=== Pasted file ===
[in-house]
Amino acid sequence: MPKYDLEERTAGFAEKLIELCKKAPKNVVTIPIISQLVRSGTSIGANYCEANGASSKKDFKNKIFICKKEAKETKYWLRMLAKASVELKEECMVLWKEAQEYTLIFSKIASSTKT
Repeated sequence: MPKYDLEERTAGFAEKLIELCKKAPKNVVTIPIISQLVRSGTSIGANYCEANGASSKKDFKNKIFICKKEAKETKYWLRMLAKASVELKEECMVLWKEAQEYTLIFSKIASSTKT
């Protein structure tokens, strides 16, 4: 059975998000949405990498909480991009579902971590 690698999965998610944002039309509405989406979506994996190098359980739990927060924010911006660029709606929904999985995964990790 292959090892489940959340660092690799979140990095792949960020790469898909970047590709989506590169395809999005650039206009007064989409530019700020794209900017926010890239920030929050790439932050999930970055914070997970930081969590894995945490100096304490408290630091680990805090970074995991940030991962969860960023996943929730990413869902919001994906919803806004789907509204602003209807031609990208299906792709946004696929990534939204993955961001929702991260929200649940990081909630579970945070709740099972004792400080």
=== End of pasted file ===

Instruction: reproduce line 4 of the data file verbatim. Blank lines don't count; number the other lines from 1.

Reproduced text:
């Protein structure tokens, strides 16, 4: 059975998000949405990498909480991009579902971590 690698999965998610944002039309509405989406979506994996190098359980739990927060924010911006660029709606929904999985995964990790 292959090892489940959340660092690799979140990095792949960020790469898909970047590709989506590169395809999005650039206009007064989409530019700020794209900017926010890239920030929050790439932050999930970055914070997970930081969590894995945490100096304490408290630091680990805090970074995991940030991962969860960023996943929730990413869902919001994906919803806004789907509204602003209807031609990208299906792709946004696929990534939204993955961001929702991260929200649940990081909630579970945070709740099972004792400080």